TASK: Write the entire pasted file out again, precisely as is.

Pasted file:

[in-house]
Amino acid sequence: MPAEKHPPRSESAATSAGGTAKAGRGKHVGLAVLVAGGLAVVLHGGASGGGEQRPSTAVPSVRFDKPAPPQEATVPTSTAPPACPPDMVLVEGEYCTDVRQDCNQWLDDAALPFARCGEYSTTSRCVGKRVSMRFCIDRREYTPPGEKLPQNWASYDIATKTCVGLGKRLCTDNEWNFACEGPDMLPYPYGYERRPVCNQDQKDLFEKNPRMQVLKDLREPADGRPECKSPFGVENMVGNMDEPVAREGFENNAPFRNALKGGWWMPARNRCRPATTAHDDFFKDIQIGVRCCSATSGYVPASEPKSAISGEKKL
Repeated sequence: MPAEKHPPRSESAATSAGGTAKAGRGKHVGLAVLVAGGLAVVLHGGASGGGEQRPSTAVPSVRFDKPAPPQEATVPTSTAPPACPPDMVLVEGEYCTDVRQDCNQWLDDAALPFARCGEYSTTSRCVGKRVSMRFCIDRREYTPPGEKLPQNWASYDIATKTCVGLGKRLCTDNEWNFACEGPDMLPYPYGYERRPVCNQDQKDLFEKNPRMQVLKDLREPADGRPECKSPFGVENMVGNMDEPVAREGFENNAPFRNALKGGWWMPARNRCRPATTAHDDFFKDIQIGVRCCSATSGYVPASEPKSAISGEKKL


[in-house]
Amino acid sequence: MPAEKHPPRSESAATSAGGTAKAGRGKHVGLAVLVAGGLAVVLHGGASGGGEQRPSTAVPSVRFDKPAPPQEATVPTSTAPPACPPDMVLVEGEYCTDVRQDCNQWLDDAALPFARCGEYSTTSRCVGKRVSMRFCIDRREYTPPGEKLPQNWASYDIATKTCVGLGKRLCTDNEWNFACEGPDMLPYPYGYERRPVCNQDQKDLFEKNPRMQVLKDLREPADGRPECKSPFGVENMVGNMDEPVAREGFENNAPFRNALKGGWWMPARNRCRPATTAHDDFFKDIQIGVRCCSATSGYVPASEPKSAISGEKKL
Repeated sequence: MPAEKHPPRSESAATSAGGTAKAGRGKHVGLAVLVAGGLAVVLHGGASGGGEQRPSTAVPSVRFDKPAPPQEATVPTSTAPPACPPDMVLVEGEYCTDVRQDCNQWLDDAALPFARCGEYSTTSRCVGKRVSMRFCIDRREYTPPGEKLPQNWASYDIATKTCVGLGKRLCTDNEWNFACEGPDMLPYPYGYERRPVCNQDQKDLFEKNPRMQVLKDLREPADGRPECKSPFGVENMVGNMDEPVAREGFENNAPFRNALKGGWWMPARNRCRPATTAHDDFFKDIQIGVRCCSATSGYVPASEPKSAISGEKKL